As experts debate new Government plans for a minimum price on alcohol, it seems we may be sipping stronger drinks than in days gone by. Removing a billion units of alcohol is 'a step in the right direction' in tackling the harms caused by alcohol, according to action groups.
Professor Mark Bellis, the Faculty of Public Health’s spokesperson on alcohol, said: “A typical bottle of wine sold 20 years ago would be considered low alcohol by today’s standards. Over recent decades, a bottle of wine has gained the equivalent alcohol of adding between a double and triple vodka. Beers have been through a similar transformation.
“It’s not been difficult to move people’s tastes towards stronger alcoholic drinks. Selling more lower alcohol wine and beer is part of the commitment industry have made today, but the more important part for public health is selling less of the stronger beers and wines we now consider as normal.”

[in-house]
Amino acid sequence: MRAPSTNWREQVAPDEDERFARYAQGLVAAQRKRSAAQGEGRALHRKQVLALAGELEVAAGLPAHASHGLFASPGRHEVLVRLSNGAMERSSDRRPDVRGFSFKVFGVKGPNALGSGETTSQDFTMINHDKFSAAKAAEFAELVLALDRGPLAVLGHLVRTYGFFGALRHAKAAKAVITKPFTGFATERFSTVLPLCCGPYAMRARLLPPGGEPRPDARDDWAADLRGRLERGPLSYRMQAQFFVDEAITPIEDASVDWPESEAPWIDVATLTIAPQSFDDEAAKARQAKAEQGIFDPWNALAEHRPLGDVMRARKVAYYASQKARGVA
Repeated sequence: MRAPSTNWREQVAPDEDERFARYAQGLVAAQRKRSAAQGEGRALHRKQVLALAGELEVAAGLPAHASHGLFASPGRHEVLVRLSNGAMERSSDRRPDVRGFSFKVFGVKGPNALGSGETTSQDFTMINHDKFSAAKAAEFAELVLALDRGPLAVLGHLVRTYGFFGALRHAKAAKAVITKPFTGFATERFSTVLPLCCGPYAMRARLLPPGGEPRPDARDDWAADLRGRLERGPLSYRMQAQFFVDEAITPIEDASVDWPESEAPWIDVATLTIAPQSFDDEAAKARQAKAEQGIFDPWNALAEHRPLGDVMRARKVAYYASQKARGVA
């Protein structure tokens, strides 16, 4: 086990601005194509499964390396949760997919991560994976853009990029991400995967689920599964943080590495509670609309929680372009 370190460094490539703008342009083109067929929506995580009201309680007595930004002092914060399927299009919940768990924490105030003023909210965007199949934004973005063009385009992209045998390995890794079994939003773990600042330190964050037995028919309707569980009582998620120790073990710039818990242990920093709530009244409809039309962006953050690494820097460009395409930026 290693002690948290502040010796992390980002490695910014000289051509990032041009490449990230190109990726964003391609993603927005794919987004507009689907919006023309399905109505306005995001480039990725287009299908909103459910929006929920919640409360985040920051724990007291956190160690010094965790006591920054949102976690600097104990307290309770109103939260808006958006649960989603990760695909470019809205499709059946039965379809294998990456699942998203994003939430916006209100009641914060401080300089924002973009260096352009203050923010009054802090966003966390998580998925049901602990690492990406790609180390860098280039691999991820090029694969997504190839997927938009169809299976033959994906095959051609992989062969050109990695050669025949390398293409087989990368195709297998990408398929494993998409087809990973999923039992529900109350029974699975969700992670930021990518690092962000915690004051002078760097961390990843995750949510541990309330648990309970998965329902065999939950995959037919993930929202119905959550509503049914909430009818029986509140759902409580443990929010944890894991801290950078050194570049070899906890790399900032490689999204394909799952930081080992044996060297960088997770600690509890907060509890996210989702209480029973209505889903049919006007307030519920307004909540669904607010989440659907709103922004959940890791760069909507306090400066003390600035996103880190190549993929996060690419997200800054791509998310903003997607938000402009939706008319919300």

The Government is planning to set a minimum price of 40p per unit of alcohol. Drink-related incidents cost the UK an estimated £21billion a year. The NHS, particularly in A&E, is increasingly under strain from dealing with alcohol-related health issues. The new Alcohol Strategy will also see the sale of multi-buy discount deals banned, introduces a "zero tolerance" approach to drunken behaviour in A&E departments, suggests a late-night levy to get pubs and clubs to help pay for policing, and improves powers to stop serving alcohol to drunks.